BARRY MCGUIGAN admits that Josh Taylor’s dominant performance in stopping Miguel Vazquez to retain his WBC silver super lightweight title on Saturday night has left him with something of a dilemma. “Where do I take him next?” the Northern Irishman pondered.

Taylor’s progress since turning professional two years ago has been remarkable and in knocking out Vazquez, something that no other fighter has managed, the 26 year-old enhanced his reputation even further.

His performance has left McGuigan believing that a British title fight would now be a significant step down and so the former world champion must look overseas to ensure that he does not halt his fighter’s impressive upward trajectory. “He’s far better than anyone in this country right now ,” McGuigan said.

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“He needs a bit of a rest but I don’t want him to be too far out - I’d like him back in the gym relatively soon because I’d like him to be back out fighting in February.

“Anthony Yigit is on our bill next month and is worth a look or he could take on another top 10 in the world guy from America. Or we could look at the WBC and look to fight for their title. It will be interesting to see what the other governing bodies do with him now though because he made a real statement out there.”

While McGuigan Senior can barely contain his excitement, his son, Shane McGuigan, who trains the Scot is somewhat more measured in his assessment of his charge’s victory against the Mexican, revealing that there were aspects of his performance which perhaps indicated a slight lack of experience. “I was getting frustrated with Josh because although he was winning, he was shaking his head between the rounds,” he said.

“I told him, opponents and, more importantly, judges, can pick up on body language. That was an important lesson he learned on Saturday. You need to be poker faced at this level - you need to show nothing.

“He has to make sure that he’s not giving away any chinks in the armour. He’s a fantastic talent and his performance the other night was phenomenal but he can’t show any frustration.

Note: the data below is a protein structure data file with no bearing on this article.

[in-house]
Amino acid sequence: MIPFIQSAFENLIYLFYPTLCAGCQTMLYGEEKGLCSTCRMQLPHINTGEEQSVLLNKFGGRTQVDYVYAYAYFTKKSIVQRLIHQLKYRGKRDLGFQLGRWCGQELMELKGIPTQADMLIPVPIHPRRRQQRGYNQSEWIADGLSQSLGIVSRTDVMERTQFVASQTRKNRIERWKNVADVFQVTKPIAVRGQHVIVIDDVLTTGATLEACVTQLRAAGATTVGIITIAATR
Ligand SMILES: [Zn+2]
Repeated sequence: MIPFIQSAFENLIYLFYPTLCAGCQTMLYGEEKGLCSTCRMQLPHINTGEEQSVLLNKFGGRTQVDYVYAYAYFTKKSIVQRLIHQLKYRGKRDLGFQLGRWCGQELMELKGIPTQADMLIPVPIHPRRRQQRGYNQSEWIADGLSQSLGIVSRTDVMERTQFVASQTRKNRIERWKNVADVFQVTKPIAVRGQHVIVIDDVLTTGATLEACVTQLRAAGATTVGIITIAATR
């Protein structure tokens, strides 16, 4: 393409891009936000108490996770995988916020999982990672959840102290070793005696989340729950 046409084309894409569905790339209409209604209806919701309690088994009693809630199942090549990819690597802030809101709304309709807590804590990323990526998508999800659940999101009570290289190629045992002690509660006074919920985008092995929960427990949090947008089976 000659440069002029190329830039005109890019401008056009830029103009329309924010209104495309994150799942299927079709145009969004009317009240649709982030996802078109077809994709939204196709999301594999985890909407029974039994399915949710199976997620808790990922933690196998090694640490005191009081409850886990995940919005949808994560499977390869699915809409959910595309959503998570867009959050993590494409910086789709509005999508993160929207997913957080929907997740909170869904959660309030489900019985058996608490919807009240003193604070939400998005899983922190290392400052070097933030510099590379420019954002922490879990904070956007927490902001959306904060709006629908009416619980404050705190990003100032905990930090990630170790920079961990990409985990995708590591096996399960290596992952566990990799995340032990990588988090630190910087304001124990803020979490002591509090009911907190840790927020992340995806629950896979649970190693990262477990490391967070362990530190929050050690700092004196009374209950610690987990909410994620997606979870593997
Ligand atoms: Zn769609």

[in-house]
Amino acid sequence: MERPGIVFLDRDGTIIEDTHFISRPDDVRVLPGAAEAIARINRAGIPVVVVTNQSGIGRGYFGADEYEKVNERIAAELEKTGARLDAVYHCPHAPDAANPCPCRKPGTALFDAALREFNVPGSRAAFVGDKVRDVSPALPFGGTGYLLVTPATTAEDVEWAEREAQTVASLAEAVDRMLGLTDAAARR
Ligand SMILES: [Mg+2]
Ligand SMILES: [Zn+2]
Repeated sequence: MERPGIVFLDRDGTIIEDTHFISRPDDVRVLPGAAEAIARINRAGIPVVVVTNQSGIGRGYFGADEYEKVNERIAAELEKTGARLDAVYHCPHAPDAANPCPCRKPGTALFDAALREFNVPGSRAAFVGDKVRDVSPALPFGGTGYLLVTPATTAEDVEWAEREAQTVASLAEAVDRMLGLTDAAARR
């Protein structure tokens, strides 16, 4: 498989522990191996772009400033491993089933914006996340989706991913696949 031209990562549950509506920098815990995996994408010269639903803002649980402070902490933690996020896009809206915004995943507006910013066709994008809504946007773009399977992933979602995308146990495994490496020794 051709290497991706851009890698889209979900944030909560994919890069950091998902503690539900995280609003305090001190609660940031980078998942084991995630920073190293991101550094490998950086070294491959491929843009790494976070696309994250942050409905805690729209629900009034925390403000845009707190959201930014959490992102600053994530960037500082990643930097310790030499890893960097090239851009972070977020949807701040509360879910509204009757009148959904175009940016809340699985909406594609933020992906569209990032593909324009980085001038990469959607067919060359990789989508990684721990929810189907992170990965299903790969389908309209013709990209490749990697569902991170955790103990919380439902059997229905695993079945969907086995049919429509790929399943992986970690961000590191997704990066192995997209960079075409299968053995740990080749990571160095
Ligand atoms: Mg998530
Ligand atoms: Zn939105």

“Josh has got the lot but there are some things you can’t teach and there are things that you can’t experience until you’re out there. You can’t teach streetwise, but you can learn it.

“People will look at that performance and think, ‘wow, he can’t be beaten’, but others will see he got hit quite a lot. But there is no one he’s fought either in the ring or in sparring who doesn’t think that Josh is a serious talent.”

What McGuigan Jr believes is most encouraging about Taylor though is not necessarily his boxing ability, it is his attitude. The hype now surrounding the Scot could be overwhelming for some but Taylor lets it wash over him while remaining fully focused on his ultimate goal. “The good thing about Josh is he’s clever,” said McGuigan.

“Ninety percent of boxers hear they will be fighting for the world title in a year, they believe their own hype and it goes to their head. He comes into the gym and he knows he has to work - he knows he’s not the finished article. Josh doesn’t just want to be a world champion - he wants to be a legend.

“He won’t stop at the title, he wants to unify the division and go through the weights. He wants to be an icon in boxing.”